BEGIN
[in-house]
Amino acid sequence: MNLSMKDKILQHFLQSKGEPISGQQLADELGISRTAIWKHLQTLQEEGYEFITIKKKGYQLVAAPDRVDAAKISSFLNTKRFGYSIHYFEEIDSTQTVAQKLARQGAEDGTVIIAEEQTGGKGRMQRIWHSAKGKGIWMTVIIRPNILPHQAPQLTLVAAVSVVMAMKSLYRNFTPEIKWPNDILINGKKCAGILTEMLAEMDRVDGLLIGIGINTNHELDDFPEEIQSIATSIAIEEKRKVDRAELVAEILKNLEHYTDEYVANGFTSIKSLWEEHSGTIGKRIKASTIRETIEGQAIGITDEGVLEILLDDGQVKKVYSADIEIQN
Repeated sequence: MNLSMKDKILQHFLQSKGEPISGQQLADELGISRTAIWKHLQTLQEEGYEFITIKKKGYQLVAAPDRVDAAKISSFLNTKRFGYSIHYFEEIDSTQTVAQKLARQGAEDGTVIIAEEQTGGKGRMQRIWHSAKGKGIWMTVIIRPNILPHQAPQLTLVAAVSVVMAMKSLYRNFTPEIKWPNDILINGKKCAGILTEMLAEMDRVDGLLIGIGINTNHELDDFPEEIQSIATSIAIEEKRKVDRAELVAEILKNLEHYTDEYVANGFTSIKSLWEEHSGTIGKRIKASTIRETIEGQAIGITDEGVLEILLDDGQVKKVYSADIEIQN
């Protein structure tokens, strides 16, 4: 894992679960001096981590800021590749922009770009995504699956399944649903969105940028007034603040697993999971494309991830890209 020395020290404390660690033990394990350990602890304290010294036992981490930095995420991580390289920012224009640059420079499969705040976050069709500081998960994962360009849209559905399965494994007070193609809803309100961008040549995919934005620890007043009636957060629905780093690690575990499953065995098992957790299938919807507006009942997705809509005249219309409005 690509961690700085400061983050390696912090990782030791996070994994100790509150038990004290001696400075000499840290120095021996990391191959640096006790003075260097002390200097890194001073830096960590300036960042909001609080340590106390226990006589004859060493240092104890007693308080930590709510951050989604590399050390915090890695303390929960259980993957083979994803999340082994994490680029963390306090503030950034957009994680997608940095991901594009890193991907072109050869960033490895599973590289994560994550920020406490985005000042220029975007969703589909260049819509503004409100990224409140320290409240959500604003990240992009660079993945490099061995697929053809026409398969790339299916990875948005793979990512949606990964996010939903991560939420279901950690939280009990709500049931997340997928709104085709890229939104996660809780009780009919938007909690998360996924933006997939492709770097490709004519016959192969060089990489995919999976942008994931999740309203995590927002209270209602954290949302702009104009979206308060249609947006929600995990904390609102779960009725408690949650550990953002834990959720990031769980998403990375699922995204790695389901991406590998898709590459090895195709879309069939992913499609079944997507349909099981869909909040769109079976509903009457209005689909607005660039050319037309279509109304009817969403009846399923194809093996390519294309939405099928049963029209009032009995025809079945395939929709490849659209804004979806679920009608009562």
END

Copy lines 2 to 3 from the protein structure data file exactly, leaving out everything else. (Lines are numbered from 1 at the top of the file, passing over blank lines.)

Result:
Amino acid sequence: MNLSMKDKILQHFLQSKGEPISGQQLADELGISRTAIWKHLQTLQEEGYEFITIKKKGYQLVAAPDRVDAAKISSFLNTKRFGYSIHYFEEIDSTQTVAQKLARQGAEDGTVIIAEEQTGGKGRMQRIWHSAKGKGIWMTVIIRPNILPHQAPQLTLVAAVSVVMAMKSLYRNFTPEIKWPNDILINGKKCAGILTEMLAEMDRVDGLLIGIGINTNHELDDFPEEIQSIATSIAIEEKRKVDRAELVAEILKNLEHYTDEYVANGFTSIKSLWEEHSGTIGKRIKASTIRETIEGQAIGITDEGVLEILLDDGQVKKVYSADIEIQN
Repeated sequence: MNLSMKDKILQHFLQSKGEPISGQQLADELGISRTAIWKHLQTLQEEGYEFITIKKKGYQLVAAPDRVDAAKISSFLNTKRFGYSIHYFEEIDSTQTVAQKLARQGAEDGTVIIAEEQTGGKGRMQRIWHSAKGKGIWMTVIIRPNILPHQAPQLTLVAAVSVVMAMKSLYRNFTPEIKWPNDILINGKKCAGILTEMLAEMDRVDGLLIGIGINTNHELDDFPEEIQSIATSIAIEEKRKVDRAELVAEILKNLEHYTDEYVANGFTSIKSLWEEHSGTIGKRIKASTIRETIEGQAIGITDEGVLEILLDDGQVKKVYSADIEIQN